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In such cases, surgeons can approach the MPD via the minor papilla. Most cases of endoscopic minor papilla sphincterotomy (EMPS), however, are for papillary sphincter dysfunction or pancreatic duct divisum.
Here, we outline how POPS via the minor papilla was used to diagnose recurrent acute pancreatitis due to a main-duct intraductal papillary mucinous neoplasm (MD-IPMN).
This case involves a 65-year-old man with type 2 diabetes mellitus who presented with recurrent acute pancreatitis. Contrast-enhanced CT and MRCP imaging showed cystic dilation of the MPD in the pancreatic tail (Fig. 1), which EUS showed to be free of nodules. ERCP revealed a fish-mouth appearance of the major papilla owing to mucus outflow (Video 1, available online at www.VideoGIE.org).
An initial approach via the major papilla was unsuccessful because of the Z-type anatomy of the main duct in the pancreatic head (Fig. 2). Because wire-guided cannulation of the minor papilla was possible, we performed EMPS (Fig. 3), but we were unable to insert the SpyScope DS2 (Boston Scientific, Natick, Mass, USA). The endoscope could, however, be inserted smoothly into the MPD with added endoscopic minor papilla balloon dilation (EMPBD; REN, 6 mm; Kaneka Medix, Tokyo, Japan) (Fig. 3). Here, the SpyScope detected a mucus-filled duct and a salmon-roe pattern of the epithelium in the pancreatic tail (Fig. 4).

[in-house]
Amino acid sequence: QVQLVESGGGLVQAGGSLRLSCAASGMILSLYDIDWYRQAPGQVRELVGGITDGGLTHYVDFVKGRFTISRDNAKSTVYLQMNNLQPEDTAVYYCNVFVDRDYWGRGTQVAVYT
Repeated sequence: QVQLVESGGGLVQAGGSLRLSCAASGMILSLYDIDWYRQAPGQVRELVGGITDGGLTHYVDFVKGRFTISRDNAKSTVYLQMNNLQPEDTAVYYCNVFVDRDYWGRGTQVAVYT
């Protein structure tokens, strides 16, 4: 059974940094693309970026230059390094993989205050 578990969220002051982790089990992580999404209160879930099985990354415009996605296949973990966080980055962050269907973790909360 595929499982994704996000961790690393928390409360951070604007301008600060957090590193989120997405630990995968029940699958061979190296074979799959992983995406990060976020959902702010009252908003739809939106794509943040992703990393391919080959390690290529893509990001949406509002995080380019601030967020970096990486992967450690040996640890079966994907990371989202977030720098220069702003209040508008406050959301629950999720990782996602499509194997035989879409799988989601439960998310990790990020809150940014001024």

Because this approach enabled a qualitative diagnosis of MD-IPMN showing horizontal progression, and because of the risk of bleeding and post-ERCP pancreatitis, a biopsy was not performed. There were no ERCP-related adverse events. A pathologic diagnosis was made of intraductal papillary mucinous carcinoma (noninvasive, gastric type, Pt, TS1, masked type, pTis, ly0, v0, ne0, PCM0, DPM0, pN0, pStage0 according to the Union for International Cancer Control, eighth edition) (Fig. 5). The patient underwent laparoscopic pancreatectomy and was discharged on postoperative day 7 without any adverse events. After 8 months, the patient remains recurrence free.
This case was novel in 2 ways. First, POPS via the minor papilla made diagnosis of the lesion range possible, which contributed to the surgical resection. Second, POPS was safely inserted through a combination of EMPS and EMPBD.
reported POPS via the minor papilla in 10 patients with pancreas divisum, with a technical success rate of 94%. Moreover, 4 of the 5 cases of diagnostic POPS experienced an effect on the treatment plan. Although POPS via the minor papilla is not always possible, it may be considered in cases under appropriate conditions. For ERCP procedures that require a large-diameter device to be inserted via the minor papilla, proper access is essential. Gerke et al
reported that 60% of patients with recurring acute pancreatitis saw an improvement after EMPS; post-ERCP pancreatitis was found in 11.2% of cases, with no bleeding or perforation. It is not recommended for EMPS to exceed the papillary nodule for risk of perforation,
reported EMPBD with pancreatic stent placement in 16 cases of pancreatic divisum and chronic pancreatitis, achieving a clinical improvement in 13 of 16 patients (81.3%). One case of mild pancreatitis was admitted without bleeding or perforation. EMPBD is an effective and safe intervention in the minor papilla, and the safe insertion of the SpyScope was possible with EMPBD in our case.
This case report demonstrates that POPS is a useful and safe mapping tool for the diagnosis of MD-IPMN via the minor papilla and, in combination with EMPS and EMPBD, it is useful for inserting a large device, such as a SpyScope, via the minor papilla.